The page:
Afghan insurgent attacks misreported, did not fall in 2012: NATO
WASHINGTON (Reuters) - The NATO-led force in Afghanistan said on Tuesday it had incorrectly reported a 7 percent drop in the number of attacks by Taliban insurgents last year, acknowledging that in fact there had been no decline in the closely watched statistic.
The disclosure raises questions about recent U.S. claims of progress in the costly, unpopular war. It also serves as a reminder of Taliban resiliency as withdrawing U.S. and NATO forces prepare to declare the combat mission over at the end of next year.
NATO's International Security Assistance Force, or ISAF, pointed to a record-keeping mistake which failed to take into account some data from Afghan forces, which are increasingly bearing the brunt of the conflict as Western forces move into a support role.
After updating the figures, last year's 7 percent decline in so-called enemy-initiated attacks - key data used to help assess progress in the war - was shown to have instead remained unchanged between 2011 and 2012, ISAF said.
"This was a record-keeping error that we recognized and have now corrected," an ISAF spokesman said.
Pentagon spokesman George Little called the error regrettable and played down the impact on the overall upbeat assessment of progress in America's longest war. "In spite of the stated adjustment, our assessment of the fundamentals of progress in Afghanistan remains positive," Little said.
During a December trip to Kandahar, Defense Secretary Leon Panetta noted that "we've seen levels of violence go down" in Afghanistan, vague comments that could refer to a number of indicators, not only enemy-initiated attacks.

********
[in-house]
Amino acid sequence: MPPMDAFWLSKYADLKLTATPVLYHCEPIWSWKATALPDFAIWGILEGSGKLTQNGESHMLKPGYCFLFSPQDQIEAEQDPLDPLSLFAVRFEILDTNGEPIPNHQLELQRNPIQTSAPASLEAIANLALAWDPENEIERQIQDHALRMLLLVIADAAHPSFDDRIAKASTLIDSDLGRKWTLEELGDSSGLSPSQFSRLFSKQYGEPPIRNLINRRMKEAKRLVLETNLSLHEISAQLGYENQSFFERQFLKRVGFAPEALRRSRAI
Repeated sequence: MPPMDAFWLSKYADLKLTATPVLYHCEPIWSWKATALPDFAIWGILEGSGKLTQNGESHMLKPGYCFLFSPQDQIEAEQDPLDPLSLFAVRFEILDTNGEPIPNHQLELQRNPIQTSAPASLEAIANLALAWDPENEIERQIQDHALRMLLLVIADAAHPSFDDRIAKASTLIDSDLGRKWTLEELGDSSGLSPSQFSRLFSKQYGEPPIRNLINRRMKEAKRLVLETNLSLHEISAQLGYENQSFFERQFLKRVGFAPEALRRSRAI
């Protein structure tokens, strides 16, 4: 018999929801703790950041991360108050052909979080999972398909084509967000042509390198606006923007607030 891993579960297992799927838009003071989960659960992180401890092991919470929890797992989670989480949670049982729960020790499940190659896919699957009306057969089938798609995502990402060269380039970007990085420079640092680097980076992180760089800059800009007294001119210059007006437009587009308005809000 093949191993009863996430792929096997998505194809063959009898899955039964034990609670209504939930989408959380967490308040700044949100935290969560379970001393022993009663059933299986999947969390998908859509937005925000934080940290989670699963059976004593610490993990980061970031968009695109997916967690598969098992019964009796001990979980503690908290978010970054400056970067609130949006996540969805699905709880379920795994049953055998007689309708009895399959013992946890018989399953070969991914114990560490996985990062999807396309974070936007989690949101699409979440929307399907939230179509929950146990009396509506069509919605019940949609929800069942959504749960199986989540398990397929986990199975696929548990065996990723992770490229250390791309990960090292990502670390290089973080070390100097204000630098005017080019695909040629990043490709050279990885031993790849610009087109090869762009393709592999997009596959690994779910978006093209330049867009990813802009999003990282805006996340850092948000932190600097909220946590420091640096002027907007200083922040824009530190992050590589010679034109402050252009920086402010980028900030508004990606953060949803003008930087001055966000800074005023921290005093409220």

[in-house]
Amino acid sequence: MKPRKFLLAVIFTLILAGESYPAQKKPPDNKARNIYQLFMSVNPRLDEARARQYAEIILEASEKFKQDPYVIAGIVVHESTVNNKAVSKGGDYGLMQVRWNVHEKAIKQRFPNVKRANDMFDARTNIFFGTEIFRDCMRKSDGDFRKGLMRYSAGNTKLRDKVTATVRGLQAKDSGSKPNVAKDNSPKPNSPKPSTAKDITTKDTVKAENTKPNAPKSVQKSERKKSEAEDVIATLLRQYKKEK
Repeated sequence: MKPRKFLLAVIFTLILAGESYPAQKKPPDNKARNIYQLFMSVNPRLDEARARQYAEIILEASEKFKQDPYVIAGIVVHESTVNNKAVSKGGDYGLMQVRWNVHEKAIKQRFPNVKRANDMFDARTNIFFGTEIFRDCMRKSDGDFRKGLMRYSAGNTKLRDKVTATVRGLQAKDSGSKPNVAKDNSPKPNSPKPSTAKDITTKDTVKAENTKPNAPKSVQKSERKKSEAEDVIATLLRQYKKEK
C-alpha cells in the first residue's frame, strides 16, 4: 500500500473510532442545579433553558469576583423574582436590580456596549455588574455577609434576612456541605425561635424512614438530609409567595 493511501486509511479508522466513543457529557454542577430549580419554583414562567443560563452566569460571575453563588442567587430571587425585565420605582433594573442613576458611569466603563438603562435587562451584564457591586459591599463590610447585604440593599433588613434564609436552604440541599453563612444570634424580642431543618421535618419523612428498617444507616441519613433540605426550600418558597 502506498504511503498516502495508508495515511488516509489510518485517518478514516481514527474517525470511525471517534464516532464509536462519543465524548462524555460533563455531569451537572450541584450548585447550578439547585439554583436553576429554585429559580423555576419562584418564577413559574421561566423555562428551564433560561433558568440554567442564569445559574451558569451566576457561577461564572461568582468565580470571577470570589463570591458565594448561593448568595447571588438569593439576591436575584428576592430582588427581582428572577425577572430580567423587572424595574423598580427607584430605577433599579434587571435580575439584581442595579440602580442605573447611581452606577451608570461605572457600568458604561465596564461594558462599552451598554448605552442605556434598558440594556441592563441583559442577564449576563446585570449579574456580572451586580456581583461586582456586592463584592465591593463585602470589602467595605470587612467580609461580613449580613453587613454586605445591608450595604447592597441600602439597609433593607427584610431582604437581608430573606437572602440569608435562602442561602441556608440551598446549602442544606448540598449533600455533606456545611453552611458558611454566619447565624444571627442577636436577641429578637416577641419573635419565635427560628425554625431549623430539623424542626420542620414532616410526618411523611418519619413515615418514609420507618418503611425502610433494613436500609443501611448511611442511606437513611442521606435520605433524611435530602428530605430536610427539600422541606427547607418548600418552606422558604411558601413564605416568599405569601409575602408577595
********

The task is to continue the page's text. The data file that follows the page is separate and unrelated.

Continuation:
Little, speaking to reporters at the Pentagon, said broad trends were headed in the right direction, with 80 percent of the violence in Afghanistan occurring in areas where less than 20 percent of the Afghan population lives.
The number of U.S. casualties this year is also down sharply from the start of 2012. At the same time, however, casualties among Afghan forces have risen.
The United States and its allies are currently weighing how large a residual force to leave in Afghanistan after the vast majority of western troops, now numbering around 100,000, withdraw by the end of next year.
Last week, defense chiefs meeting in Brussels discussed keeping a force of 8,000 to 12,000 troops in the country, the Pentagon said, stressing that no decisions had been made.
A senior NATO official said last month that the United States expects other NATO allies to contribute between a third and half the number of troops Washington provides.
(Reporting by Phil Stewart; Editing by Todd Eastham)
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